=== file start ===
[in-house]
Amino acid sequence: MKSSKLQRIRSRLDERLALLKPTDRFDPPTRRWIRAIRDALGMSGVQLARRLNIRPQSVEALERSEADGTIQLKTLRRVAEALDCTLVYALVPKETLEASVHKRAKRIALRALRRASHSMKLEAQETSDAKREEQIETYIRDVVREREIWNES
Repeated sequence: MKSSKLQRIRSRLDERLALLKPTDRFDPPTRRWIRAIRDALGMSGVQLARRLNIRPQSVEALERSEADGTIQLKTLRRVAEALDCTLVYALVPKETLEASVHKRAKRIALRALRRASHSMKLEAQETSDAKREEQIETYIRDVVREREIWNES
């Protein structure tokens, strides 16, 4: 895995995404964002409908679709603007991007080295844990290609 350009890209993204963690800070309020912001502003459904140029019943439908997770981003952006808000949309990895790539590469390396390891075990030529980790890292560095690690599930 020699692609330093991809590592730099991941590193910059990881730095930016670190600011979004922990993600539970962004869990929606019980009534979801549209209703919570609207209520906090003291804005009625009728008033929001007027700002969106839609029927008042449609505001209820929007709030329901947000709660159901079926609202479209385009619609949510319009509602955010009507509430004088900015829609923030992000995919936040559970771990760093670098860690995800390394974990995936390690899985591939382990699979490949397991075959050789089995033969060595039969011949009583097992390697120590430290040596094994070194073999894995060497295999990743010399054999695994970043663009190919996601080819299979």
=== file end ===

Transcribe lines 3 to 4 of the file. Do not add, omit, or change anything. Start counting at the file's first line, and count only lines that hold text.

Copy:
Repeated sequence: MKSSKLQRIRSRLDERLALLKPTDRFDPPTRRWIRAIRDALGMSGVQLARRLNIRPQSVEALERSEADGTIQLKTLRRVAEALDCTLVYALVPKETLEASVHKRAKRIALRALRRASHSMKLEAQETSDAKREEQIETYIRDVVREREIWNES
């Protein structure tokens, strides 16, 4: 895995995404964002409908679709603007991007080295844990290609 350009890209993204963690800070309020912001502003459904140029019943439908997770981003952006808000949309990895790539590469390396390891075990030529980790890292560095690690599930 020699692609330093991809590592730099991941590193910059990881730095930016670190600011979004922990993600539970962004869990929606019980009534979801549209209703919570609207209520906090003291804005009625009728008033929001007027700002969106839609029927008042449609505001209820929007709030329901947000709660159901079926609202479209385009619609949510319009509602955010009507509430004088900015829609923030992000995919936040559970771990760093670098860690995800390394974990995936390690899985591939382990699979490949397991075959050789089995033969060595039969011949009583097992390697120590430290040596094994070194073999894995060497295999990743010399054999695994970043663009190919996601080819299979």